So recently, I got obsessed with FIRE. Do you know what that is? It stands for Financial Independence Retiring Early.
I’m not sure how I got into this topic, but it had something to do with looking at my new artwork for the past six months and writing that mid-year review blog post.
I’ve spent every weekend for the first half of the year on A Million Suns, trying to finish it, but when I first looked at the whole work-in-progress a few weeks ago, I got scared.
It just didn’t look good.
I should be prepared for moments like this. Artistic setback is common. I should not abandon the work and throw in the towel just because the work is not promising.
I took a step back and thought about how to improve.
I had to be honest with myself: I wasn’t devoting enough time to my artwork.
That’s when I started thinking I needed to do art full-time.
Since graduating from my MFA three years ago, I’ve championed the idea of combining a day job with art-making. My day job definitely benefits from my artist mindset. I still think it’s the best way to go. I have a day job so that the money-making part doesn’t have to enter the picture and stress me out. Currently, I’m one of those weekend artists. I work full time during the week and then do art during the weekend.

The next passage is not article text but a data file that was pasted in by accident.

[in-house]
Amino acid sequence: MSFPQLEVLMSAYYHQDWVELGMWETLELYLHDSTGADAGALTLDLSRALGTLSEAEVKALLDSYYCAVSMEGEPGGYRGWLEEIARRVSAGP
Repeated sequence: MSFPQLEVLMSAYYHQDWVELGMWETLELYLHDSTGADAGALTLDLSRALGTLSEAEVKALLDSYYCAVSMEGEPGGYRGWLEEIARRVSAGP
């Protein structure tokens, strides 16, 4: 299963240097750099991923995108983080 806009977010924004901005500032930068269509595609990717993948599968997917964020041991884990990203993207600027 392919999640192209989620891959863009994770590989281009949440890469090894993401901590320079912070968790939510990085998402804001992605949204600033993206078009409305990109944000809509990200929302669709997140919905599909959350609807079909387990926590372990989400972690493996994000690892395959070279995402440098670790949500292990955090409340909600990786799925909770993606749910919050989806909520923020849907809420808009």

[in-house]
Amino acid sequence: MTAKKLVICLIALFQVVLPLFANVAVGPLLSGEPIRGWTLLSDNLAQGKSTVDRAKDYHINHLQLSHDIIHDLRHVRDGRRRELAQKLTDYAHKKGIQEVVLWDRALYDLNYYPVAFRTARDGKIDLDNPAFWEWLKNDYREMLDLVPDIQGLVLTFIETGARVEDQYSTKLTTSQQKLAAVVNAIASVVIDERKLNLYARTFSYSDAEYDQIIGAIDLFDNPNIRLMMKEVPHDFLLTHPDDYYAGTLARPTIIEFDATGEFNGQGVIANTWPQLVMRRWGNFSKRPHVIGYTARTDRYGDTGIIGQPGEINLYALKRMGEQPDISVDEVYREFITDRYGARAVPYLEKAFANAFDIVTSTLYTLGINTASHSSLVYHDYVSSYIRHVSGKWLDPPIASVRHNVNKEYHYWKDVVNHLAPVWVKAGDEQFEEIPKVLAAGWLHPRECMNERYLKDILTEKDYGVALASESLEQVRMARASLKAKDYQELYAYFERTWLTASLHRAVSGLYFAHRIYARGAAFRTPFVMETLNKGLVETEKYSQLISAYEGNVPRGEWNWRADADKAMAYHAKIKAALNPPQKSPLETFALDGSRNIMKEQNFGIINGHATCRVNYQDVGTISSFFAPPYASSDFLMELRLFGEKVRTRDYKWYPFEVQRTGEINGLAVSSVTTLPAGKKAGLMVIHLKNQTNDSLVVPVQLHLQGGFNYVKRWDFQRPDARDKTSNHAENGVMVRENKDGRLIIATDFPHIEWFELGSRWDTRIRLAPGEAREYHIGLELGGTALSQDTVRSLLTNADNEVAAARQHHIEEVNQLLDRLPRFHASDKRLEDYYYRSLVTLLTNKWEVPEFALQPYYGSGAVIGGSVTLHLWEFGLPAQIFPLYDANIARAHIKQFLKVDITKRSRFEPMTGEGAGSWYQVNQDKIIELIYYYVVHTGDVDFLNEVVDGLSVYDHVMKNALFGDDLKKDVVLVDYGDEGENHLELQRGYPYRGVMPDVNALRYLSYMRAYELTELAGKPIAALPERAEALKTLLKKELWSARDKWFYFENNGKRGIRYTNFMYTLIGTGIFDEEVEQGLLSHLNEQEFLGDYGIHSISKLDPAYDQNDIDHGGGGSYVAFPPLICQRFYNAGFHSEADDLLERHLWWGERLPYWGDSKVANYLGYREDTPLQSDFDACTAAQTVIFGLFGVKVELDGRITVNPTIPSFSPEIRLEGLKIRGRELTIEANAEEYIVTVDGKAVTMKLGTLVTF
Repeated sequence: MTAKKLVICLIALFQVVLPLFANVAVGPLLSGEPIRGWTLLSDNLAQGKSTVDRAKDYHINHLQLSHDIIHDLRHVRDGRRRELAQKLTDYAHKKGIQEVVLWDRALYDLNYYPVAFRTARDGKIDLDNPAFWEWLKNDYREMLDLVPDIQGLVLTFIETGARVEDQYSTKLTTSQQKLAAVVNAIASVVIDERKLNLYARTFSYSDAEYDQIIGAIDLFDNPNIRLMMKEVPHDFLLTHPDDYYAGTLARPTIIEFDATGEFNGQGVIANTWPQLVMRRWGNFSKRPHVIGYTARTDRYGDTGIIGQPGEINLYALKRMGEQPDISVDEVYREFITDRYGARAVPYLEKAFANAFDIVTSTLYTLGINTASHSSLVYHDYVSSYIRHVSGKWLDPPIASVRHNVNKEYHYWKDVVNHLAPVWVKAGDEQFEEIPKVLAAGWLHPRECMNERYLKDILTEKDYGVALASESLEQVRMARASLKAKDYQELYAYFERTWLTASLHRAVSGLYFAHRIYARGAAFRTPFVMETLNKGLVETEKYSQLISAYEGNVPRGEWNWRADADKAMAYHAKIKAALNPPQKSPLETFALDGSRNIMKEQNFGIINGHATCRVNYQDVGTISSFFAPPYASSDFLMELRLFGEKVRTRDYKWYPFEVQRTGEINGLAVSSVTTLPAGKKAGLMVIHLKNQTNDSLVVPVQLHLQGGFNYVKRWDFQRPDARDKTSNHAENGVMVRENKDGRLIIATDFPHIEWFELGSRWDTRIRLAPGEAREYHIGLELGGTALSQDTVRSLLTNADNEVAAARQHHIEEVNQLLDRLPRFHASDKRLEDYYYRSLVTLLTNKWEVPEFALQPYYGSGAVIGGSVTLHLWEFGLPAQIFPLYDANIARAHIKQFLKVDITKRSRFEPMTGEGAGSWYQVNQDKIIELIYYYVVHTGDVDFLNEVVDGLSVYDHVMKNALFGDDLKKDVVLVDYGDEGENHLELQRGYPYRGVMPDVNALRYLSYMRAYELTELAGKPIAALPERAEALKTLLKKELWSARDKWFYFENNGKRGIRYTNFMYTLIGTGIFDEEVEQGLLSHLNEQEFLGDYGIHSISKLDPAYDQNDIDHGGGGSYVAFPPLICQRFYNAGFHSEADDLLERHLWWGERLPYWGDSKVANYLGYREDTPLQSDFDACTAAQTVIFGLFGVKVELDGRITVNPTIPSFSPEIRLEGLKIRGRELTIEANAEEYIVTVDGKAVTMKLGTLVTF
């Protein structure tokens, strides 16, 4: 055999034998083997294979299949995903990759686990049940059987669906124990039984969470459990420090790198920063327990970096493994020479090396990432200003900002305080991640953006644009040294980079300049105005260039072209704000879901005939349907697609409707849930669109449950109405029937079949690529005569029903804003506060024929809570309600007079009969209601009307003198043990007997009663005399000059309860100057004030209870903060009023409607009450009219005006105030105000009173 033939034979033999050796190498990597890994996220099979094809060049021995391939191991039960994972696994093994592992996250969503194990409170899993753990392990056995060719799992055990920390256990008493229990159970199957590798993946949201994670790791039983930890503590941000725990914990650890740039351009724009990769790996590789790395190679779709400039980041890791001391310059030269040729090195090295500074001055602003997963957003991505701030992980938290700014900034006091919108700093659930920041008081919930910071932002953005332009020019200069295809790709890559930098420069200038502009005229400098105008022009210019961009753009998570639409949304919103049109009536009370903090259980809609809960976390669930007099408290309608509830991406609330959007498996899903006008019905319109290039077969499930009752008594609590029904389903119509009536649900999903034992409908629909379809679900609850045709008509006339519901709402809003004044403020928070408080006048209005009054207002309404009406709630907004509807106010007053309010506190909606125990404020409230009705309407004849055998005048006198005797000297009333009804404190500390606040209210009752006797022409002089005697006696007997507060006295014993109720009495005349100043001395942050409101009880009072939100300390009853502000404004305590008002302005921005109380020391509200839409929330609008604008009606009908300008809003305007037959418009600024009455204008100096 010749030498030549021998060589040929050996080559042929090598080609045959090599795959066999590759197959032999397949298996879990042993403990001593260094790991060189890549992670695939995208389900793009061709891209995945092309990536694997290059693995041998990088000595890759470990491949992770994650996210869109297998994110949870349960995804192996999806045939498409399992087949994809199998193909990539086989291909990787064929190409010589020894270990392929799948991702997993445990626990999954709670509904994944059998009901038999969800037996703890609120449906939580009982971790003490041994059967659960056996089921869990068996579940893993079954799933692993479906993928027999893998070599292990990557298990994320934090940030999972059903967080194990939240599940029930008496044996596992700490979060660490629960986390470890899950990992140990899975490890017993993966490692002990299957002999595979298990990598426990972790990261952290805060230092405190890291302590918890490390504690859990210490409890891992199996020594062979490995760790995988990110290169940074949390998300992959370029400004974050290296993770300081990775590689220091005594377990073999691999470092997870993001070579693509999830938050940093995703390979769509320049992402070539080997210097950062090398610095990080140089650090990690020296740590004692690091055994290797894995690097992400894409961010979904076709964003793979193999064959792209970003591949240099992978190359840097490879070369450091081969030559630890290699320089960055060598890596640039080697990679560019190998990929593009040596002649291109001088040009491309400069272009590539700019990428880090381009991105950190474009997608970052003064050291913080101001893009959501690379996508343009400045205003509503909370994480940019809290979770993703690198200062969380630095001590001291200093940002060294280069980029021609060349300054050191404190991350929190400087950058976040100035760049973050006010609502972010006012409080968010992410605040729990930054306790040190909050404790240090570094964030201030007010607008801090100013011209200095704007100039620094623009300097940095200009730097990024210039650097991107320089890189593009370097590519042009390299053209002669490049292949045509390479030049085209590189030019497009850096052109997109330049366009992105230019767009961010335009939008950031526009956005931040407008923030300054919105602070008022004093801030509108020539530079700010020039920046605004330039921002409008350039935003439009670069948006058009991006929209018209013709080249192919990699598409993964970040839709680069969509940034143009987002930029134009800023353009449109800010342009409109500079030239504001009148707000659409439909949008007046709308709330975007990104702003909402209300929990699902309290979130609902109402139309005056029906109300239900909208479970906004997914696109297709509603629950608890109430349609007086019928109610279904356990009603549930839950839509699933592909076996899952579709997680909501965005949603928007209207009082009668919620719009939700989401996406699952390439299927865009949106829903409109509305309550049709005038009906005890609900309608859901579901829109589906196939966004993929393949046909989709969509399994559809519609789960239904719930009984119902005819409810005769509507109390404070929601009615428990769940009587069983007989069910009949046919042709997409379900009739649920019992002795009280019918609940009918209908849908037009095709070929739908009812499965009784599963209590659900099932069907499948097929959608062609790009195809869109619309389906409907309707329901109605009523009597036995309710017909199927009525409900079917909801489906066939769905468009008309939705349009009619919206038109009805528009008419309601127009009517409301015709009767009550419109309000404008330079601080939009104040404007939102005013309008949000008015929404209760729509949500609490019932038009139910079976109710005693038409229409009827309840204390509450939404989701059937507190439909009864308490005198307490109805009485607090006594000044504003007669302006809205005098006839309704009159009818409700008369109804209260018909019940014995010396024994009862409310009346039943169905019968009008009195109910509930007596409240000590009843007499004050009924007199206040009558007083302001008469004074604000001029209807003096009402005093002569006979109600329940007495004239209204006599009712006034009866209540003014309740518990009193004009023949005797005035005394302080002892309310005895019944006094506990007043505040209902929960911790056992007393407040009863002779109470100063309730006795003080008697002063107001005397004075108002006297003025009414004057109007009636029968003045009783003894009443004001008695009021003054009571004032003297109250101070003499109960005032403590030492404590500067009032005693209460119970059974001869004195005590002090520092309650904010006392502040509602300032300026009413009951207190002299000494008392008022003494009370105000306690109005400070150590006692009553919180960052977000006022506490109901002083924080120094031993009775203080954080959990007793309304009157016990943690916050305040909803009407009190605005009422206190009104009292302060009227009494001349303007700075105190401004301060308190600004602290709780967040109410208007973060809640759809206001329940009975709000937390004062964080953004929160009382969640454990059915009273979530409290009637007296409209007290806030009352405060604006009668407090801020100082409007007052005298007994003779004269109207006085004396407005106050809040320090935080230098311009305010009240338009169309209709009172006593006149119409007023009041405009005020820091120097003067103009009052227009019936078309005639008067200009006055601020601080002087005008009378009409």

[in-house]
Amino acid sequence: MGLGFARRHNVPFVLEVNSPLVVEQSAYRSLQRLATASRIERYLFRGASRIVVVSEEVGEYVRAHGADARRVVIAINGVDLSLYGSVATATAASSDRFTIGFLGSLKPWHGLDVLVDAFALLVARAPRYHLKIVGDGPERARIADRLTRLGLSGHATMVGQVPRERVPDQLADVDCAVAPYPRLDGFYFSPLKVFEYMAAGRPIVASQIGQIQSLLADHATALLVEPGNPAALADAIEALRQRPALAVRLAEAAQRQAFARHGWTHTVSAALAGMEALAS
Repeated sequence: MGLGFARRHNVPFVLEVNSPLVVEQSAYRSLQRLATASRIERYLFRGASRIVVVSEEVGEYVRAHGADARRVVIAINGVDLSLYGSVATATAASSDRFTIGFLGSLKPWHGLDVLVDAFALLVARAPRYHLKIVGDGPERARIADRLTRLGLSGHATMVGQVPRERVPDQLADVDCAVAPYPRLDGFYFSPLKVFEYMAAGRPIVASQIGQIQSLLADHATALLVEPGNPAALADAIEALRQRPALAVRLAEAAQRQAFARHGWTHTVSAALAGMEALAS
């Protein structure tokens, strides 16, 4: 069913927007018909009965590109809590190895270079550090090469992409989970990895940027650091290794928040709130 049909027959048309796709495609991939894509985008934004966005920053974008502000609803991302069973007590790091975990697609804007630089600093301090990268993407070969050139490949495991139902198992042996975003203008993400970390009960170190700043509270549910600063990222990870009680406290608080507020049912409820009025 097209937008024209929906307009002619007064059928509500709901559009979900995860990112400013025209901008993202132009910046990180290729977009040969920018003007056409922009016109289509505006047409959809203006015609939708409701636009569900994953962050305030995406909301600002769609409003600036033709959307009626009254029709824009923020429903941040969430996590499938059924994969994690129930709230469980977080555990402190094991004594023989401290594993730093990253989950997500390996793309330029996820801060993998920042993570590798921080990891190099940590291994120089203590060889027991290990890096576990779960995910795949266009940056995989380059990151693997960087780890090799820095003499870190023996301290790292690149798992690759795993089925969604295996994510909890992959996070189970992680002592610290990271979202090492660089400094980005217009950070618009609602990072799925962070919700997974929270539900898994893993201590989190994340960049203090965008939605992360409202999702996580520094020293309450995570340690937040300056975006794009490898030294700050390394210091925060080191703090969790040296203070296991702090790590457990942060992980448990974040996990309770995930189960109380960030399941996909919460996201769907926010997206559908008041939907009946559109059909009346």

But perhaps this isn’t enough. I need to do this full time, or as Stephen Pressfield (author of The War of Art: Winning the Inner Creative Battle) calls it: “turning professional.”
So I started thinking, “Is there a way do art sooner rather than later?”
And that’s when I discovered FIRE:
- A Canadian couple who retired at 31 to travel the world.
- Another Canadian couple who retired at around 30. The husband, Mr Money Mustache, now writes about “how we can all live a frugal yet Badass life of leisure.” They have a kid too. So yes, you can retire early with kids.
- Another couple retired in their 30 s and now travel the world. And they just had a baby!
It got me thinking, if they can do it, why can’t I?
I could retire early and devote more time to art.
High Level Plan for Retiring Early
One of the first things that FIRE people recommend is to establish what you will need for retirement. How much money do you actually need to live? That became my first task.
If I were to retire early, I estimate that I will need 40 K to cover my annual living expenses. I don’t have any debt, I don’t have a mortgage, I don’t have a car, I don’t have cable. I’m frugal by nature so I think 40 K will be fine. I recognize that even in the 40 K estimate, there is a lot of fluff. A lot. It could be cut even more. I’ve started to keep track of my actual expenses to validate this 40 K estimate.
So how am I going to fund this 40 K?
I get to benefit from the choices I’ve made in the past. It so happens that if I retire at 50 (which is two years from now), I could receive a company pension of 20 K. So the fact that I was an accountant at the beginning (as opposed to being an artist from the very beginning) has a silver lining after all.